Co-op Board in NYC
Co-op boards in NYC have two legal obligations:
- Following the co-op’s internal rules/bylaws. Changes in these bylawsare governed by rules stated in the articles of incorporation (documents from when the building became a co-op), proprietary lease, or the bylaws themselves. The typical procedure to get an amendment, addition, or removal in bylaws approved is to get the board majority. Some co-ops may require all board members (whether on the board or not) to vote on a change in the bylaws and will have a threshold for a majority (like 51% or two-thirds majority).
- Use prudent business judgment when making important co-op-related decisions. This legal obligation is very fluid in nature, but the underlying aim is to ensure that a co-op remains financially viable and comfortably habitable for its residents.
All NYC co-op boards are different, but there are a few commonalities.
- Many co-op boards are made up of older, typically retired individuals that may have more time to spare than young professionals.
- There are usually an odd numberof co-op board members (called directors) to avoid split/deadlock votes.
- Most co-op boards have four positions: President, vice president, secretary, and treasurer. Co-ops with a lot of members and larger boards may have additional roles and positions, whereas smaller co-op boards may only have a president and treasurer. However, all board members have one vote.
What Can You Expect When You Join A Co-op Board?
Time Commitment: Becoming a board member may be a significant time commitment, especially if you are joining as an officer. A typical member may only be required to attend regular meetings, vote on the matters that come before the co-op board, and offer opinions/provide input on matters that are discussed outside of regular meetings (via email, chat, conference calls, etc.). But officers like treasurers that have specific responsibilities need to commit a significant amount of time to their co-op board duties.
Learning Curve: Be prepared to learn and process a lot of information. The first things to learn would be the building specific: Articles of incorporation, bylaws, standard leases, etc. You will also need to learn about the problems the co-op building has and the state of its finances. This will help you make informed voting decisions and allow you to voice educated opinions on the matter. Then there is a lot of secondary learning and research, like deciding which ventilation system to install or what security system may be most feasible in the long term.
Your Opinions and Vote Matters: Even if you are new, remember that your vote counts equally to everyone else. You may not have experience and knowledge of the co-op’s matters that are equivalent to other members of the board, but you may still have a valid opinion on the matters, so don’t be afraid to share it just because you are new.
Conflicting Opinions: Becoming a co-op board member is voluntary work, and residents may have different motivations for becoming a member. Conflicting motivations may result in conflicting opinions. A few board members that always strive to keep maintenance as low as possible may shoot down any building improvement that may increase the value of the property in the long term. Being a part of such a board can be stressful, but they are usually exceptions, not the norm. But it’s still a possibility, and knowing what you are getting into can help you assume a healthy attitude as a board member.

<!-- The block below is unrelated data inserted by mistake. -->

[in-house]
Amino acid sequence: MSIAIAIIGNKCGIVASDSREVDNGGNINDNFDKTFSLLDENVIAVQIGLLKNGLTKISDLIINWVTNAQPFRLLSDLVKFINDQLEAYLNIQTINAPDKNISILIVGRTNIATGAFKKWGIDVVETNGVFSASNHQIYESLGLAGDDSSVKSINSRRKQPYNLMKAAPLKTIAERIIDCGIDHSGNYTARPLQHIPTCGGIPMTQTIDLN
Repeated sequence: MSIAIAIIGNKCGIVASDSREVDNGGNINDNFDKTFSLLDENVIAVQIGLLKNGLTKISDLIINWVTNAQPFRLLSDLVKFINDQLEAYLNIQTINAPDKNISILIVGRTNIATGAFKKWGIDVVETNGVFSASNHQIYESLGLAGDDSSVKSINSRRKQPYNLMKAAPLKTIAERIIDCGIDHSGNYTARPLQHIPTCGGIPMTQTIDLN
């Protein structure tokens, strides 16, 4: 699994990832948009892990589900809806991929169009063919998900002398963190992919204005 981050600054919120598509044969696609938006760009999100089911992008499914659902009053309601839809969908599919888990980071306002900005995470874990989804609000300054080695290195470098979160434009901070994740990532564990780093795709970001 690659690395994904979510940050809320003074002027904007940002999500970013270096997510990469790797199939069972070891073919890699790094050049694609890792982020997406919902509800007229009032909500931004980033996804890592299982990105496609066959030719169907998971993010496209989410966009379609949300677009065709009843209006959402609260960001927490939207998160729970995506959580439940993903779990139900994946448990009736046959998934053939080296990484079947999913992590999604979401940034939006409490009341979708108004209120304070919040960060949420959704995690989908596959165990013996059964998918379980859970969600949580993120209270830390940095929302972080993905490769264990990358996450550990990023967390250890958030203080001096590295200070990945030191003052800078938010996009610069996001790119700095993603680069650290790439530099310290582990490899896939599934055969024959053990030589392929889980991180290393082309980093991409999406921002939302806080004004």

Gaining A Different Perspective: When you are on the board, you will naturally gain a new perspective compared to what you had as a resident of the building. You will realize why it takes so long for the board to make decisions on matters like a new roof, HVAC upgrades, and renovations. You may learn why the co-op board is so stringent about new appliance installations and renovations within co-op units. This big-picture perspective is a natural part of becoming a co-op board member.
Your Expertise and Skills Will be Relevant: The skills and expertise you have may be beneficial for the board and the co-op as a whole. It may be a direct overlap, like financial skills, that can help you offer better budgeting suggestions to the board. But even general skills like negotiation and a good artistic sense will allow you to help the building. You can get better rates and terms from contractors and make renovation/improvement decisions that improve the overall appeal of the building and add value for everyone.
Leading by Examples: Being a co-op board member may give you power and privilege, but it also comes with responsibilities. You will be held to a higher standard for the conduct expected from the residents of the co-op. This includes everything from noise and pets to renovations. As a board member, you will be expected to lead by example.
How To Be A Good Co-op Board Member
A few things that can help you become a good co-op board member are:
- Becoming well-versed in building bylaws, finances, and problems.
- Dedicating additional time and effort to developing knowledge and skills to help you better manage a building. There are courses and free resources for co-op board members.
- Lose the “activist” mentality when you become a board member and try to see the big picture. If you only apply yourself to issues you are passionate about, you will become a dead weight for the board relatively soon.
- Common sense and empathy will be your greatest allies. Understand that most of your peers (board members) are reasonable people with an underlying common goal – improvement and good management of the property. So if you present good opinions in a reasonable way, you may be able to achieve positive change.